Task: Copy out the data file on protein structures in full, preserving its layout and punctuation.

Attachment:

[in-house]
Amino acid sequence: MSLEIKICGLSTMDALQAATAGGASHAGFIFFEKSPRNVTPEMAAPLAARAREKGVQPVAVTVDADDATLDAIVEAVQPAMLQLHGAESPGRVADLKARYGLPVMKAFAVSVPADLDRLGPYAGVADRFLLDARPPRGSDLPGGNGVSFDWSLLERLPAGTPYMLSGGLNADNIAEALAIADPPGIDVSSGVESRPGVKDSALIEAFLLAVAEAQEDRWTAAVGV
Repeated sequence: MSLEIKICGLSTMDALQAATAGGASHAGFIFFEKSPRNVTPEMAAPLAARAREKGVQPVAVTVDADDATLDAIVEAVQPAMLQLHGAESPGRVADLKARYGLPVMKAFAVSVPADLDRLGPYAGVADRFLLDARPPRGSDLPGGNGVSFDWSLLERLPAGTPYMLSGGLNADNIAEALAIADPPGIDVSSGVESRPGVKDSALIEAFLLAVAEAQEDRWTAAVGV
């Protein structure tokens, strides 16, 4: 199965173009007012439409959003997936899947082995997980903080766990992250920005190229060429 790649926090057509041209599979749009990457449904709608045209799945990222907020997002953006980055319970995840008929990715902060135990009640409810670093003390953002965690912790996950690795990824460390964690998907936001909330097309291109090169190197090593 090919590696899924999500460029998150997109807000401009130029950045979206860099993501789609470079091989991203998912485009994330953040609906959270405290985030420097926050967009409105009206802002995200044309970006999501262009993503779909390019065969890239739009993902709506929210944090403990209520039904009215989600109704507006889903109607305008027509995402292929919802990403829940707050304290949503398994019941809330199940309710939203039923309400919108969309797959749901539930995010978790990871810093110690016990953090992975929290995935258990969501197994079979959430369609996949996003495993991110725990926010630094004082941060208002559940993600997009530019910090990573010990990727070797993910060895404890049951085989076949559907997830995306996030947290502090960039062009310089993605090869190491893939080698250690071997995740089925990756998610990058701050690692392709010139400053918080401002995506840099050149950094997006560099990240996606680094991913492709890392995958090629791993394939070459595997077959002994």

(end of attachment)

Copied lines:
[in-house]
Amino acid sequence: MSLEIKICGLSTMDALQAATAGGASHAGFIFFEKSPRNVTPEMAAPLAARAREKGVQPVAVTVDADDATLDAIVEAVQPAMLQLHGAESPGRVADLKARYGLPVMKAFAVSVPADLDRLGPYAGVADRFLLDARPPRGSDLPGGNGVSFDWSLLERLPAGTPYMLSGGLNADNIAEALAIADPPGIDVSSGVESRPGVKDSALIEAFLLAVAEAQEDRWTAAVGV
Repeated sequence: MSLEIKICGLSTMDALQAATAGGASHAGFIFFEKSPRNVTPEMAAPLAARAREKGVQPVAVTVDADDATLDAIVEAVQPAMLQLHGAESPGRVADLKARYGLPVMKAFAVSVPADLDRLGPYAGVADRFLLDARPPRGSDLPGGNGVSFDWSLLERLPAGTPYMLSGGLNADNIAEALAIADPPGIDVSSGVESRPGVKDSALIEAFLLAVAEAQEDRWTAAVGV
């Protein structure tokens, strides 16, 4: 199965173009007012439409959003997936899947082995997980903080766990992250920005190229060429 790649926090057509041209599979749009990457449904709608045209799945990222907020997002953006980055319970995840008929990715902060135990009640409810670093003390953002965690912790996950690795990824460390964690998907936001909330097309291109090169190197090593 090919590696899924999500460029998150997109807000401009130029950045979206860099993501789609470079091989991203998912485009994330953040609906959270405290985030420097926050967009409105009206802002995200044309970006999501262009993503779909390019065969890239739009993902709506929210944090403990209520039904009215989600109704507006889903109607305008027509995402292929919802990403829940707050304290949503398994019941809330199940309710939203039923309400919108969309797959749901539930995010978790990871810093110690016990953090992975929290995935258990969501197994079979959430369609996949996003495993991110725990926010630094004082941060208002559940993600997009530019910090990573010990990727070797993910060895404890049951085989076949559907997830995306996030947290502090960039062009310089993605090869190491893939080698250690071997995740089925990756998610990058701050690692392709010139400053918080401002995506840099050149950094997006560099990240996606680094991913492709890392995958090629791993394939070459595997077959002994």